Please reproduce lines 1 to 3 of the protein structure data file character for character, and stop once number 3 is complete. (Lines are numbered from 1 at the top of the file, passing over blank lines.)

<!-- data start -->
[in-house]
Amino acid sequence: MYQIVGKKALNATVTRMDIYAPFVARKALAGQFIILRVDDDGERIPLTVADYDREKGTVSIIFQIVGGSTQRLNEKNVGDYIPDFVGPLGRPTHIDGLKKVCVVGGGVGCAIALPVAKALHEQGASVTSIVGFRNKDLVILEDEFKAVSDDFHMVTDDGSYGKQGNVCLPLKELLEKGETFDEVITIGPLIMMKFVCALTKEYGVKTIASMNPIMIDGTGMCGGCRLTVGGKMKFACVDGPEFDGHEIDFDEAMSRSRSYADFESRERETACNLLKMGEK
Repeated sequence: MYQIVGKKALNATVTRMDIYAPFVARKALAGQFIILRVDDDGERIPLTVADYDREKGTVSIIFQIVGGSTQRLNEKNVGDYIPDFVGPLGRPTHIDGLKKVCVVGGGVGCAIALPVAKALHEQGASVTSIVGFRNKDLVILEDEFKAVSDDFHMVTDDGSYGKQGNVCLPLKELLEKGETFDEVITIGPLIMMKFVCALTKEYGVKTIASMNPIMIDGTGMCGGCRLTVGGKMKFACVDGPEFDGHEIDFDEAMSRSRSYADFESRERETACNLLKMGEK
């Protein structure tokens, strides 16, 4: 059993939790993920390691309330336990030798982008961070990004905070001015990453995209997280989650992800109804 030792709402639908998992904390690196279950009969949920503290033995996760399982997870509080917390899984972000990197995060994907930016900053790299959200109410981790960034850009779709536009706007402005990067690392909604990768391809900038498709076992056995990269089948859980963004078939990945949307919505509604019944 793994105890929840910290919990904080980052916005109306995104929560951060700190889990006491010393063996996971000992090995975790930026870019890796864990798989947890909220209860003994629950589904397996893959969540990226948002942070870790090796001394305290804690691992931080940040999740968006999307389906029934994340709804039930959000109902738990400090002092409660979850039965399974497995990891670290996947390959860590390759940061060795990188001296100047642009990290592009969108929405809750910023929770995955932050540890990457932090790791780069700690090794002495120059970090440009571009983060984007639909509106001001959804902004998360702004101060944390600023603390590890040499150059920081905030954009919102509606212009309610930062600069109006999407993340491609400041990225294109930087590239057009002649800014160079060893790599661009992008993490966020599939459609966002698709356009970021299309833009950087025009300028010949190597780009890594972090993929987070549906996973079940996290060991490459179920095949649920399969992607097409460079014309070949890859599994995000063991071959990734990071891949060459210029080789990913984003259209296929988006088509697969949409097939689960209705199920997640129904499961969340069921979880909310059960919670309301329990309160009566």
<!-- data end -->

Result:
[in-house]
Amino acid sequence: MYQIVGKKALNATVTRMDIYAPFVARKALAGQFIILRVDDDGERIPLTVADYDREKGTVSIIFQIVGGSTQRLNEKNVGDYIPDFVGPLGRPTHIDGLKKVCVVGGGVGCAIALPVAKALHEQGASVTSIVGFRNKDLVILEDEFKAVSDDFHMVTDDGSYGKQGNVCLPLKELLEKGETFDEVITIGPLIMMKFVCALTKEYGVKTIASMNPIMIDGTGMCGGCRLTVGGKMKFACVDGPEFDGHEIDFDEAMSRSRSYADFESRERETACNLLKMGEK
Repeated sequence: MYQIVGKKALNATVTRMDIYAPFVARKALAGQFIILRVDDDGERIPLTVADYDREKGTVSIIFQIVGGSTQRLNEKNVGDYIPDFVGPLGRPTHIDGLKKVCVVGGGVGCAIALPVAKALHEQGASVTSIVGFRNKDLVILEDEFKAVSDDFHMVTDDGSYGKQGNVCLPLKELLEKGETFDEVITIGPLIMMKFVCALTKEYGVKTIASMNPIMIDGTGMCGGCRLTVGGKMKFACVDGPEFDGHEIDFDEAMSRSRSYADFESRERETACNLLKMGEK